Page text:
Sign language for the marijuana community in Colorado

837 0

Being deaf in the growing marijuana industry is proving to be a challenge

The marijuana market has been developing so quickly that some segments are not able to keep one. One of the most notable is the deaf community, which is at a loss due to a lack of terminology that could be signed by a word, instead of having to be spelled out. Going to a dispensary and wanting to say cannabidiol is anything but easy.

American sign language hasn’t come up with the pertinent translations yet that would make the visits less stressful. Fortunately, there’s a non-profit organization out of Boulder, CO that is hoping to change this. The ECS Therapy Center is diligently working to create a new vocabulary specific to the cannabis industry.

For example, the current interpretation of marijuana is figuratively holding a joint to one’s lips. However, you can’t necessarily use this translation if you want to discuss cannabis or cannabis oil. The center is pooling industry resources to create a new dictionary, bringing in deaf professionals and interpreters so that everyone can collectively develop the new translations.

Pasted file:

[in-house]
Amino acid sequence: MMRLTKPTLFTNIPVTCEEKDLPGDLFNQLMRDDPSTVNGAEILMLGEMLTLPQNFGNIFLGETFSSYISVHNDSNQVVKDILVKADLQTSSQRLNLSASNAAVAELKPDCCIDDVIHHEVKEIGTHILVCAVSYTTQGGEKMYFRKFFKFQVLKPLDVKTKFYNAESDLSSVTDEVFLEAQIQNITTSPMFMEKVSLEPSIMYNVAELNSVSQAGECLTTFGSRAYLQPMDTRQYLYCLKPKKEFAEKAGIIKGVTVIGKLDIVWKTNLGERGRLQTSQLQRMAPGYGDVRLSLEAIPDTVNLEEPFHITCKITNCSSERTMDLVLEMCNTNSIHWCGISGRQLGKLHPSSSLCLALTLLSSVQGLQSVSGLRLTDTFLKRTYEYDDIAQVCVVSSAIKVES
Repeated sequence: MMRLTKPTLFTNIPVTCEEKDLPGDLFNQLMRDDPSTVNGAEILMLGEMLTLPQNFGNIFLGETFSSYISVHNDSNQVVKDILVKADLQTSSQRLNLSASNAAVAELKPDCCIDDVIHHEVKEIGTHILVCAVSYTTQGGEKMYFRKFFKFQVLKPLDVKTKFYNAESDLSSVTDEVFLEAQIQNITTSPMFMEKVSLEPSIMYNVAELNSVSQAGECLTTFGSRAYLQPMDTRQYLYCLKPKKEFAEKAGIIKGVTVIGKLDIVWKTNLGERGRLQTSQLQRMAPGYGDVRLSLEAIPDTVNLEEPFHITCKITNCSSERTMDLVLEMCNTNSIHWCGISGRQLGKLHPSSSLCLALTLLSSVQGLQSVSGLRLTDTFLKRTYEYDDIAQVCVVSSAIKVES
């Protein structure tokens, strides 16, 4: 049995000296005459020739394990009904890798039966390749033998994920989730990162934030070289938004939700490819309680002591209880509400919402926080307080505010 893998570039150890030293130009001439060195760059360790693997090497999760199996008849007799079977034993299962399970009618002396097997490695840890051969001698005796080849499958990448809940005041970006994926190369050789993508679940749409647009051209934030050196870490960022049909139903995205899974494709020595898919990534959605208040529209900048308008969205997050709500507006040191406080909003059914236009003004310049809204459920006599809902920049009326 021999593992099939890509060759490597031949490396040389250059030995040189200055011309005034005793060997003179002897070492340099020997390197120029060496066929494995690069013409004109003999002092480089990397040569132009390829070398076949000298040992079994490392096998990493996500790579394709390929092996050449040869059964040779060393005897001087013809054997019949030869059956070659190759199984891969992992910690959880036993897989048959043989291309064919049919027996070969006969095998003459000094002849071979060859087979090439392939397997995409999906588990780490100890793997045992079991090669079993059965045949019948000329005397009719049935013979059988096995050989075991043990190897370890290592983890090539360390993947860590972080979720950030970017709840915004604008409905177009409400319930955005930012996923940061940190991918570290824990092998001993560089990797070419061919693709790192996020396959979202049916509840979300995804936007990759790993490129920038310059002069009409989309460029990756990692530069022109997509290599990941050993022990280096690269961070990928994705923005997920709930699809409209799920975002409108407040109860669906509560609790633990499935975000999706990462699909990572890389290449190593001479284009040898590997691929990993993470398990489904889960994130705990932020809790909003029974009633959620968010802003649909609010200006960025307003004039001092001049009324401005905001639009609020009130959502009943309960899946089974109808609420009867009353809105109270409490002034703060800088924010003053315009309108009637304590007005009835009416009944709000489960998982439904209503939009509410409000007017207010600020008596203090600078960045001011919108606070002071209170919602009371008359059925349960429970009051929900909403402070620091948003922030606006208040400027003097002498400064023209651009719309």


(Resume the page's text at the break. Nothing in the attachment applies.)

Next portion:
The glossary should be completed at some point net year. It is only an informal dictionary, but the organization is confident that it will ultimately be accepted by the Sign Language Academy.

A perfect example of where the assistance is needed came recently through a medical marijuana conference. One of the speakers, Larry Littleton, indicated that there were no mechanisms in place to assist the hearing impaired. Littleton, who is deaf, stated, “There was [sic] no interpreters offered, no real-time captions offered and no way to understand what was being presented. It’s important to be able to communicate. That’s the bottom line.”

According to ECS Therapy Center’s Regina Nelson, “As a social scientist, language is what normalizes things and so to help empower the deaf community to develop language around this is what will help normalize medical cannabis use.” Nelson and a group of volunteers are now visiting dispensaries and grow facilities in order to expand their database of information.